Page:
The Jersey tomato crops are always precarious and can be ruined by bad weather such as a series of torrential rainstorms.    Watch for bargains into September when you can buy them in volume and make your own sauce  (or “gravy” as the Italians say.)

These Jerseys and zucchini are from the AP market. Blogfinger photo. 8/15/15. ©

These Jerseys and zucchini are from the AP market. Blogfinger photo. 8/15/15. ©

Here’s a report from Laurie’s Market two years ago—photos and information.  This time last year, the Jerseys were sad.

BF Jersey tomato report 2013

Eileen’s Caprese Salad recipe:  (This photo was made using Florida tomatoes which are not as good as our August/September Jerseys)  Caprese salads are always a big hit, but get fresh mozzarella, preferably from an authentic Italian market.  (There are a few around here.)

cabrese-salad-1

RECIPE: Eileen Goldfinger recommends a Caprese salad if you have good tomatoes. Cut some thick slices of tomato and matching slices of fresh mozzarella cheese. Then layer the slices in an alternating pattern with a leaf of basil on each slice of cheese.

Then prepare a vinaigrette by mixing 1/4 cup extra virgin olive oil, juice of 1/2 lemon, pinch of salt, some freshly ground pepper to taste, and 1/2 tsp of Dijon mustard. Whisk the mixture until the ingredients are blended and then drizzle on top of the salad.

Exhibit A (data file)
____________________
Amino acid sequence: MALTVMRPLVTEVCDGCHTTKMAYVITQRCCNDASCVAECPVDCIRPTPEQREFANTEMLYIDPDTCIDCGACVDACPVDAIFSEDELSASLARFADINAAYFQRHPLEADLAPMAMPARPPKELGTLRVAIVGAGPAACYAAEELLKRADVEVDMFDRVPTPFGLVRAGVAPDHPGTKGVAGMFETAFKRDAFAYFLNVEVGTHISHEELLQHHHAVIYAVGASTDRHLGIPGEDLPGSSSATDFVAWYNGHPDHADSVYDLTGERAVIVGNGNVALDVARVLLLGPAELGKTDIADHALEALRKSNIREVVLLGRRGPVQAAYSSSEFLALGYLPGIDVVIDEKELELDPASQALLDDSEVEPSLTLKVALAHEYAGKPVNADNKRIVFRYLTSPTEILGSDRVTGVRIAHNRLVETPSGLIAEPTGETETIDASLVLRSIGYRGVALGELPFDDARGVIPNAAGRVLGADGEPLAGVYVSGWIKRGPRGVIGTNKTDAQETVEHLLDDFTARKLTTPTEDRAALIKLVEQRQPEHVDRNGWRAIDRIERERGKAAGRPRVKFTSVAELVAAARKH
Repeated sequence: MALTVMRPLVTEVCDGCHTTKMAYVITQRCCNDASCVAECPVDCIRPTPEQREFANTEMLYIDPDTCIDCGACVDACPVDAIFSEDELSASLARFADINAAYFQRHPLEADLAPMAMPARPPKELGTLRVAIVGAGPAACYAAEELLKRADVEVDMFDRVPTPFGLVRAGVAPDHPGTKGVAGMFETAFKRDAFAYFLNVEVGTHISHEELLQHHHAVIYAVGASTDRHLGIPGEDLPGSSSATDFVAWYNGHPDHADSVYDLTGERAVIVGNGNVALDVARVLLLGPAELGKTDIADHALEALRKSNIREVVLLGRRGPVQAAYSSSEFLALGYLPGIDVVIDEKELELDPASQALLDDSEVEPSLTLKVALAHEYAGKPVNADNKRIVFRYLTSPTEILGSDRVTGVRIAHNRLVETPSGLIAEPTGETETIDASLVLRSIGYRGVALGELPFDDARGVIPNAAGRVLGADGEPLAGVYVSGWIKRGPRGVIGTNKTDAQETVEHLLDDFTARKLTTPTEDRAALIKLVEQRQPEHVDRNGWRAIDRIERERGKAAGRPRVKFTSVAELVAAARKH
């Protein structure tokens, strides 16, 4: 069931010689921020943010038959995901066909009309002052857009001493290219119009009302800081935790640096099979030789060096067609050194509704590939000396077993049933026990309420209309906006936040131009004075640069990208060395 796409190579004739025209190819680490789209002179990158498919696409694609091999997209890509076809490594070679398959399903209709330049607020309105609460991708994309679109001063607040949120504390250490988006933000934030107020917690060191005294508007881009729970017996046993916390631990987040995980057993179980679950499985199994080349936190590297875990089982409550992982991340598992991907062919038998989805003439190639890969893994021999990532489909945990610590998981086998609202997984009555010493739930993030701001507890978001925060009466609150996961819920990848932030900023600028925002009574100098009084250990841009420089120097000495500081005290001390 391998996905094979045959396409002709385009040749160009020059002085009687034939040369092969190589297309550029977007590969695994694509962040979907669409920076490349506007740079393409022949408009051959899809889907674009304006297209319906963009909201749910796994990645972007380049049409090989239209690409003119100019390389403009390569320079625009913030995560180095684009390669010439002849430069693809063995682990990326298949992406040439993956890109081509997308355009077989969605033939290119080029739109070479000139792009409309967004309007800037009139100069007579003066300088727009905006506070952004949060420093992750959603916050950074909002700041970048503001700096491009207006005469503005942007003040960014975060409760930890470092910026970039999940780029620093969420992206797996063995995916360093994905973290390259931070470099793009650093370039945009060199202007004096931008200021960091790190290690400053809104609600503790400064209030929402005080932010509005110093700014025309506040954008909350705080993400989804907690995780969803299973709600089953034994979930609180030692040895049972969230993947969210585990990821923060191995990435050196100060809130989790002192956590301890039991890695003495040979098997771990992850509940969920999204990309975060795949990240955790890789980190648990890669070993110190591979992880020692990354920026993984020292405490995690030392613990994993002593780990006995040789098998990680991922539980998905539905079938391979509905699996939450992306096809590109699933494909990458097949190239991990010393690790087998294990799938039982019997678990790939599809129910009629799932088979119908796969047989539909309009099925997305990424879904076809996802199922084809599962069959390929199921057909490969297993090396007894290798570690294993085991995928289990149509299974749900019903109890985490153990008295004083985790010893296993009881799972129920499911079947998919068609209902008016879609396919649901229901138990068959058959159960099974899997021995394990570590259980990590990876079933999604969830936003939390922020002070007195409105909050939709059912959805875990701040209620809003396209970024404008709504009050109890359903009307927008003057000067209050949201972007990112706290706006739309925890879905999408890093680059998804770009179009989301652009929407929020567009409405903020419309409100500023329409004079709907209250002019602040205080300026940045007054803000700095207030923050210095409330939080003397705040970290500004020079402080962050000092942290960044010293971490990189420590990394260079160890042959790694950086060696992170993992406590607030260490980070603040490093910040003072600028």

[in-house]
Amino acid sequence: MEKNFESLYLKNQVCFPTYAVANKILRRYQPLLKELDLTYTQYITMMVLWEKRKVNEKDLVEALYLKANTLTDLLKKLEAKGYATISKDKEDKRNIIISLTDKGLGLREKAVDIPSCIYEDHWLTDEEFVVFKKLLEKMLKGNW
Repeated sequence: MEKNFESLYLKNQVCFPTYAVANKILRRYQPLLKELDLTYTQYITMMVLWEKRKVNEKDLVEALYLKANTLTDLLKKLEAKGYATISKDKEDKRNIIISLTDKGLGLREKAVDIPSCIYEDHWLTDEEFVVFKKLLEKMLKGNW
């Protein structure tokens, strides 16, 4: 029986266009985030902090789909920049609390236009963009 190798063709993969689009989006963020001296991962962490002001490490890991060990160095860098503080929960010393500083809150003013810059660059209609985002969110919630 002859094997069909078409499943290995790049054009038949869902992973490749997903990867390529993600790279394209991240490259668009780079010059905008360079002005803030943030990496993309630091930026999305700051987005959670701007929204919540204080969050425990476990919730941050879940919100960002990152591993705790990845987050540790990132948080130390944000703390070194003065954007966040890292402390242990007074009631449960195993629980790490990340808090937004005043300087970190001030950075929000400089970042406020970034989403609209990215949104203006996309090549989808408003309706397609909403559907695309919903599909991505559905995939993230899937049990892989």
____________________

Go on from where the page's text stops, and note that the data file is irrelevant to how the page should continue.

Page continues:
PINK MARTINI:  “Hang on Little Tomato.”

And here is FRANK SINATRA regarding a tomato he found in Italy:

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All photos by Paul Goldfinger at Laurie's Market.   ©  August, 2013

All photos by Paul Goldfinger at Laurie’s Market. 511 Atkins Avenue, Neptune Twp., NJ.  © August, 2013. Click left to enlarge all photos.

By Eileen and Paul Goldfinger

A few days ago we were in Wegmans and discovered that there were no Jersey tomatoes.  They had some beefsteaks from Canada, and the sign said that they were coated with wax to “preserve freshness.”  They might have added that the coatings also make the fruits look more perfect to attract buyers. The produce guy said that the weather had made the Jersey crop unavailable at this time. We bought no tomatoes that day at Wegmans—not in mid-August in Jersey.

Tara Ferguson at Laurie's Market

Tara Ferguson at Laurie’s Market

For those of us who are from north Jersey, we look forward to the Jersey tomatoes from this region to  appear in local stores and farmers markets. According to Delicious Orchards, they have been carrying south Jersey tomatoes since July. Laurie Price, from Laurie’s Market on Atkins Avenue in Neptune, said that she has plenty of excellent JT’s from south Jersey available now.